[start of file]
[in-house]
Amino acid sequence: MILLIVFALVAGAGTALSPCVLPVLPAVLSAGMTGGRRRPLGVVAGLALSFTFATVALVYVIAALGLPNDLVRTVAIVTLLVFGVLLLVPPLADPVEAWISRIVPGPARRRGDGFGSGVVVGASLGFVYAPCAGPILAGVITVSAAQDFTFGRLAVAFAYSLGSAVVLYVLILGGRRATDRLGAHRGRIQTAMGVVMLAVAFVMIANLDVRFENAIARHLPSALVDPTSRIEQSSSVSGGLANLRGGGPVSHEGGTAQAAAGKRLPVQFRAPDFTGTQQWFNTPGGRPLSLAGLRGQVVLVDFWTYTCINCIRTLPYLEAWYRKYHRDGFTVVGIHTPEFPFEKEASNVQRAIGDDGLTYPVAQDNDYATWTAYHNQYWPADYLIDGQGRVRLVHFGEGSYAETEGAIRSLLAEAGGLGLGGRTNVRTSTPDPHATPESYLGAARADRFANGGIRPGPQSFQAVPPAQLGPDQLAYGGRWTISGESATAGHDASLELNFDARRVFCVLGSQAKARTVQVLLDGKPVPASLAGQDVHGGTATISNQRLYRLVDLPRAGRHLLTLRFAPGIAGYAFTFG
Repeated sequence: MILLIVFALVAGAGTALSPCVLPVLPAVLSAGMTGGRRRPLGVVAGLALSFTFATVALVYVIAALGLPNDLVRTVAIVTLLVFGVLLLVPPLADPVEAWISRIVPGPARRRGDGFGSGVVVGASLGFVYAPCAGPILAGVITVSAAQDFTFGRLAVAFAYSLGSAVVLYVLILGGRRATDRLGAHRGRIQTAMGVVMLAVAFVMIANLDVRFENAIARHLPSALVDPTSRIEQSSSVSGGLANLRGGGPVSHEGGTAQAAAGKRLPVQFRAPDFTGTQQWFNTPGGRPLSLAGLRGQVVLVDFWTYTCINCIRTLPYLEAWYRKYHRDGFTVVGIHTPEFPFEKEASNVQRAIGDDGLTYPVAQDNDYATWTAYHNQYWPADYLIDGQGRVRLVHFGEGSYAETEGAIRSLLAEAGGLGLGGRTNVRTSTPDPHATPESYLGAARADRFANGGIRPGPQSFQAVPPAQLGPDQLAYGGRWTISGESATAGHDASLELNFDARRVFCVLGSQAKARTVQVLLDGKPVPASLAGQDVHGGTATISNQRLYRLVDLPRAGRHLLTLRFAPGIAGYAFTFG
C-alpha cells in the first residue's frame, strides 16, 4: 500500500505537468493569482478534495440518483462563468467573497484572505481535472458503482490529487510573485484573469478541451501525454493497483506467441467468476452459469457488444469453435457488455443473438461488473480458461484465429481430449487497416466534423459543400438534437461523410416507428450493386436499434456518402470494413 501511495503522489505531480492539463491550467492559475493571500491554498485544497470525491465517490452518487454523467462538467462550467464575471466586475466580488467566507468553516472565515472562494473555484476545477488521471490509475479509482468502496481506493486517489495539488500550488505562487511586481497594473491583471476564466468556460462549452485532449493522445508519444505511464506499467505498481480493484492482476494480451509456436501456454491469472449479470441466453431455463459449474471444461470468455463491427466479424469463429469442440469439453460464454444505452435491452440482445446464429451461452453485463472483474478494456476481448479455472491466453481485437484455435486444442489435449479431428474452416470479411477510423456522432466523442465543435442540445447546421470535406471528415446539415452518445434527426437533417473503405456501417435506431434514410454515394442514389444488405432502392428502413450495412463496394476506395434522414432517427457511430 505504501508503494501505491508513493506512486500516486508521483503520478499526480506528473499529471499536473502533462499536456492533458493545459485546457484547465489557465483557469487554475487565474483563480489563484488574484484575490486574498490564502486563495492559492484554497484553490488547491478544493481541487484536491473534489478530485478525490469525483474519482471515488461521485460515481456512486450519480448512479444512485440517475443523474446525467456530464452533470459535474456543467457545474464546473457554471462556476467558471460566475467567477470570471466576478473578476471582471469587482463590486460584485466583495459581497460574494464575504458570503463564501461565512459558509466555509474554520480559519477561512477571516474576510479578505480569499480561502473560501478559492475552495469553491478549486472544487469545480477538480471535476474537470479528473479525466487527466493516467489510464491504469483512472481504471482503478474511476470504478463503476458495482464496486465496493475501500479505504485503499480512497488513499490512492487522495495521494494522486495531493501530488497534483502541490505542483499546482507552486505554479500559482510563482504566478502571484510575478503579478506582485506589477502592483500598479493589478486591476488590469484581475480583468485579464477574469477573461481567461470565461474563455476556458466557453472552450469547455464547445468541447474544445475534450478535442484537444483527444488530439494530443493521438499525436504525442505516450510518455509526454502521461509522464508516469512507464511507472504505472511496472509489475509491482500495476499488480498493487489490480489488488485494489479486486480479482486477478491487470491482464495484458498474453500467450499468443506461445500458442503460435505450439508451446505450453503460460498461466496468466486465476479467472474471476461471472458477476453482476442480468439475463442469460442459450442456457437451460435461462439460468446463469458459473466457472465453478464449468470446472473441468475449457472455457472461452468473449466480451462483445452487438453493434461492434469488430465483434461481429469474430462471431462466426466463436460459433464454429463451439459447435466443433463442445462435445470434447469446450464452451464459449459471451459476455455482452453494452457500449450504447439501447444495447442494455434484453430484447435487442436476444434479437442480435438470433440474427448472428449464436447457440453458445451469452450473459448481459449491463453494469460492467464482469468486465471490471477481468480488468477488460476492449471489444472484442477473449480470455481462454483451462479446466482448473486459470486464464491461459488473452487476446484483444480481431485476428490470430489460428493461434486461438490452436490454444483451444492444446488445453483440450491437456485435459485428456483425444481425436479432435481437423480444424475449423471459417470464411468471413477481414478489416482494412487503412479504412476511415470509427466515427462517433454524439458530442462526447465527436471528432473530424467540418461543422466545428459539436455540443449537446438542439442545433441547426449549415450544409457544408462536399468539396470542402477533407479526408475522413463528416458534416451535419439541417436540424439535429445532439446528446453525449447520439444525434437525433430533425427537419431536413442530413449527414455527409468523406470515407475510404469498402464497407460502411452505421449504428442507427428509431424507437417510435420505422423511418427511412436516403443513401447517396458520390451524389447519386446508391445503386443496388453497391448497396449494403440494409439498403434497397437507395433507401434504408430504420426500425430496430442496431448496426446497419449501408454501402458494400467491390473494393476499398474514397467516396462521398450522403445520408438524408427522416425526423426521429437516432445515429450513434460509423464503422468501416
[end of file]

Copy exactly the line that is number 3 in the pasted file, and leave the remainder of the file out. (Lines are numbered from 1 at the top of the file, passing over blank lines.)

Repeated sequence: MILLIVFALVAGAGTALSPCVLPVLPAVLSAGMTGGRRRPLGVVAGLALSFTFATVALVYVIAALGLPNDLVRTVAIVTLLVFGVLLLVPPLADPVEAWISRIVPGPARRRGDGFGSGVVVGASLGFVYAPCAGPILAGVITVSAAQDFTFGRLAVAFAYSLGSAVVLYVLILGGRRATDRLGAHRGRIQTAMGVVMLAVAFVMIANLDVRFENAIARHLPSALVDPTSRIEQSSSVSGGLANLRGGGPVSHEGGTAQAAAGKRLPVQFRAPDFTGTQQWFNTPGGRPLSLAGLRGQVVLVDFWTYTCINCIRTLPYLEAWYRKYHRDGFTVVGIHTPEFPFEKEASNVQRAIGDDGLTYPVAQDNDYATWTAYHNQYWPADYLIDGQGRVRLVHFGEGSYAETEGAIRSLLAEAGGLGLGGRTNVRTSTPDPHATPESYLGAARADRFANGGIRPGPQSFQAVPPAQLGPDQLAYGGRWTISGESATAGHDASLELNFDARRVFCVLGSQAKARTVQVLLDGKPVPASLAGQDVHGGTATISNQRLYRLVDLPRAGRHLLTLRFAPGIAGYAFTFG